A government minister has said his father-in-law was left waiting nearly 27 hours to be admitted to hospital with a spinal injury.
Responsibility for the NHS in Wales is devolved to the Welsh government in Cardiff.
The MP for Monmouth, who was appointed to the UK government cabinet by Prime Minister Rishi Sunak last year, claimed the delays following his 72-year-old father-in-law Joe Harnisfoger’s fall were an example of “systemic healthcare failings”.
The incident comes weeks after the Welsh government announced a series of cuts to protect the NHS budget amid “unprecedented” financial pressures.
Mr Davies’s wife Aliz was in England at the time but called 111 immediately.
She was told they could not help as the incident had happened in Wales and instead advised her to call the emergency services.
An initial 999 call was made at 10.55am on Monday morning where an operator said Mr Harnisfoger had to be assessed before an ambulance could be sent and medical staff would call within two hours.
At 1.35pm, following a further 999 call, he was assessed over the phone by a nurse. She said he needed to be sent to hospital, but an ambulance would take four hours to arrive.
At 10.30pm, the emergency services rang to apologise for the delay.
Paramedics arrived at 4am on Tuesday morning, but when he was taken to the Grange University Hospital at Llanfrechfa his ambulance was forced to wait for a further seven hours outside the emergency department.
“My father-in-law is an extremely tough man and the staff who did treat him were wonderful, but this was a hugely distressing incident,” Mr Davies said.
“It is shameful and scandalous that an elderly man, who could have suffered a serious injury, was left waiting to get into hospital for more than 24 hours.”
Mr Davies added the situation is “no fault of our first-class health professionals” but said the Welsh government was “drastically failing” in its devolved responsibilities.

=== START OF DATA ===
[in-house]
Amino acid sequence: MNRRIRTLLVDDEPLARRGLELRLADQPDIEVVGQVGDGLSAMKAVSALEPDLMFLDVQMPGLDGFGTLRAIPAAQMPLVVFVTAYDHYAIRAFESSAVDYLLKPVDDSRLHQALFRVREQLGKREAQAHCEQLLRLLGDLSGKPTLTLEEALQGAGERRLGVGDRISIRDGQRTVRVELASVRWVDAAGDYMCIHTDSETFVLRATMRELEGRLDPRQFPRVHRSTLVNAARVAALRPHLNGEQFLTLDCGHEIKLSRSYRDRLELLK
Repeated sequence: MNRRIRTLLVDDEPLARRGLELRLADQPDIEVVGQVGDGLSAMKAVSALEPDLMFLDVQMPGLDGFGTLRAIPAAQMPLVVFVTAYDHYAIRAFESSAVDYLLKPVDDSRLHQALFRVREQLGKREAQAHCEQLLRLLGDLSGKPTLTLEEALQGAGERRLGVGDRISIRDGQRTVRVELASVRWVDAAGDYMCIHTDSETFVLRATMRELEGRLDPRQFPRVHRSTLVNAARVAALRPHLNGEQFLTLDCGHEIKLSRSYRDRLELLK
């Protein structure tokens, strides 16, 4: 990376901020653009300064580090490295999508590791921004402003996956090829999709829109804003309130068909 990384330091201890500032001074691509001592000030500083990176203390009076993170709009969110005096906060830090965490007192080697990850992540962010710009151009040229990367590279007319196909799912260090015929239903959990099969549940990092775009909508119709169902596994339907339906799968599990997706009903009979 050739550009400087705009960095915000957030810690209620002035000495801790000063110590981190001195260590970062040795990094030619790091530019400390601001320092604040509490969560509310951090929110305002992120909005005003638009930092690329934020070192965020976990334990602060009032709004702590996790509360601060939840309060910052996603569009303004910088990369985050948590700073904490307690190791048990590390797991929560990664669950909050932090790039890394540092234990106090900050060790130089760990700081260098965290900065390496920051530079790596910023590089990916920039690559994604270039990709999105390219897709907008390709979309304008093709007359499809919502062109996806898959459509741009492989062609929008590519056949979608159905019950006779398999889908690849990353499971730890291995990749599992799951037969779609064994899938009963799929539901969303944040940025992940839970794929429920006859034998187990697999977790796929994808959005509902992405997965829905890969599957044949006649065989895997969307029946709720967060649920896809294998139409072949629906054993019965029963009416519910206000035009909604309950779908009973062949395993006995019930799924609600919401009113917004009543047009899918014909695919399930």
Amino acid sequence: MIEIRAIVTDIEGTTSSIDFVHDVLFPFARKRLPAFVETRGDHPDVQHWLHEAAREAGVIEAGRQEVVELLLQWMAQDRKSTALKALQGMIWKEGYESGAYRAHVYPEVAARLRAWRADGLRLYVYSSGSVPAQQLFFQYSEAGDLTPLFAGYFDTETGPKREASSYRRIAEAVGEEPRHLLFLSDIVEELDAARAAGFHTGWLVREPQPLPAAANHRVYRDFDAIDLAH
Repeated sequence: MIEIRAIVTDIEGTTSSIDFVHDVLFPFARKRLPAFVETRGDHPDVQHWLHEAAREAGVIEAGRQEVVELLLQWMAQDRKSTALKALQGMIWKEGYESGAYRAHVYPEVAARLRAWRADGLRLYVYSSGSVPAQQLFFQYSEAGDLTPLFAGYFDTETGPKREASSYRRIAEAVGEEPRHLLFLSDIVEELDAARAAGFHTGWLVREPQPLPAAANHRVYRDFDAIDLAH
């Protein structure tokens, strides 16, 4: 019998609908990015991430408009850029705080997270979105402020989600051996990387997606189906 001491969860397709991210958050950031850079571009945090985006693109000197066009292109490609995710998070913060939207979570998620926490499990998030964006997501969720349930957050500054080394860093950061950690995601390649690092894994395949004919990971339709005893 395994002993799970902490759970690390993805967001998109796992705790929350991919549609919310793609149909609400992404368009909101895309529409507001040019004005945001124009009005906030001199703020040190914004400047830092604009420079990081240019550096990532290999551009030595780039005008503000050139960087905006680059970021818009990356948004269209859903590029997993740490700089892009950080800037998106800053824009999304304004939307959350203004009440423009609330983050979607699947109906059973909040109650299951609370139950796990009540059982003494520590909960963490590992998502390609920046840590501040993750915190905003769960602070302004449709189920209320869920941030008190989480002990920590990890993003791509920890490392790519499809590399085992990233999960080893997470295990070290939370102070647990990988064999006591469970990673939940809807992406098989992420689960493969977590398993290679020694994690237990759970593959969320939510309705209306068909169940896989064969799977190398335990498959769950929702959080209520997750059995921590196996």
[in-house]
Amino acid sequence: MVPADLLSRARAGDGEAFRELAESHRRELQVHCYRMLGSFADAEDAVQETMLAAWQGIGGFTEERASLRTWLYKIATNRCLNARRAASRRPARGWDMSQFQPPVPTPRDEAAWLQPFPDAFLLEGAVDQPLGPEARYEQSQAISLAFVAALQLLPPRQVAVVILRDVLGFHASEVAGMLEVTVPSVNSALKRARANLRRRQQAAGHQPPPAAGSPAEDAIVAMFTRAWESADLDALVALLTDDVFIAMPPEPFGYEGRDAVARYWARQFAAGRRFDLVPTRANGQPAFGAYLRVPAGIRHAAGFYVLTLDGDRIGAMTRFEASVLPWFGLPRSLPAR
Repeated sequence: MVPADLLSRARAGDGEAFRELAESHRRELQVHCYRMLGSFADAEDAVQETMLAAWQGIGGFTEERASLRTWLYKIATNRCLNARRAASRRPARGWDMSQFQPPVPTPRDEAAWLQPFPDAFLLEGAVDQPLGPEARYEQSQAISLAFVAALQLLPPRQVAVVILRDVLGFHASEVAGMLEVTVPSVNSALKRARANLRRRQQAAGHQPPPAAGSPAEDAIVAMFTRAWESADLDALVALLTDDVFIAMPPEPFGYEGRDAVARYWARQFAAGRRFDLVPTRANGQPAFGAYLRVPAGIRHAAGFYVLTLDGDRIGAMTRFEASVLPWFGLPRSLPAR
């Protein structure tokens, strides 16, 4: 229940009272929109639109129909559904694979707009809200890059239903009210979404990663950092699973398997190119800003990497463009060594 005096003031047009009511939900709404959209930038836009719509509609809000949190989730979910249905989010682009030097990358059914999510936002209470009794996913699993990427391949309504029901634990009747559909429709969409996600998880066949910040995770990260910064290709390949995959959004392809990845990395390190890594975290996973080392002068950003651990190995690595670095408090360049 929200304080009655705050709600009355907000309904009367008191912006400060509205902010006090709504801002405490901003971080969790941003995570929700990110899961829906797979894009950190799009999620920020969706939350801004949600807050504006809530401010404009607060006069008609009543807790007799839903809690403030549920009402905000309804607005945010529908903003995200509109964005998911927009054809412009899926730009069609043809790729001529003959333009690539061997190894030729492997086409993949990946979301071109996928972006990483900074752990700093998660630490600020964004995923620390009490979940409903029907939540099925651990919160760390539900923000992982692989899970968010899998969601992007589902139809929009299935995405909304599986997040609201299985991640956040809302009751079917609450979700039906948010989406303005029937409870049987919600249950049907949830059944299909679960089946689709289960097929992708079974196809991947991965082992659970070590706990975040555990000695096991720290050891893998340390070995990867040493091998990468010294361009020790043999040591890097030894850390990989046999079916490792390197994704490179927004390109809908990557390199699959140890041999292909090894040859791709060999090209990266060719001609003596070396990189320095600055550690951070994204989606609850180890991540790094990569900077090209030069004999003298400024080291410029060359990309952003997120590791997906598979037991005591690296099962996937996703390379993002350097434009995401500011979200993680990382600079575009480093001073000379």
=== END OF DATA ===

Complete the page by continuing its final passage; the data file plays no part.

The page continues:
A Welsh government spokesperson said it was “sorry to learn about the patient’s experience”.
“We have been clear with the Aneurin Bevan health board of our expectations for improvement in ambulance patient handover performance to free up vehicles to support faster responses,” the spokesperson added.
“Despite continued budget pressures we are investing in same-day emergency care and extra community beds as well as integrated solutions with social care services to improve patient flow through hospitals; and tackle ambulance handover delays.”
Jason Killens, chief executive of the Welsh Ambulance Service, said the trust was “deeply sorry to hear about Mr Harnisfoger’s experience”.
“Poor ambulance response times are a symptom of much broader and complex system-wide issues, including hospital handover delays, which are not unique to Wales,” he added.
“What’s clear is that we need bold decisions as a whole system to truly effect change, and we welcome whatever intervention can be made by health board partners and the Welsh government to improve the picture as we head to winter.”
A spokesperson for Aneurin Bevan University Health Board also apologised to Mr Harnisfoger for his “long wait”.
“Like hospitals across Wales and the rest of the UK, we are experiencing significant delays in the flow of patients through our hospital systems at the moment due to difficulties with discharging patients who no longer need hospital-based care,” they added.
“We’re working with our local authority colleagues to address these delays and help patients who no longer require hospital care to return to their own homes.
“We hope that Mr Harnisfoger has a speedy recovery and if he has any concerns about his care whilst in the Grange University Hospital, we would encourage him to contact us directly so that we can look into this for him.”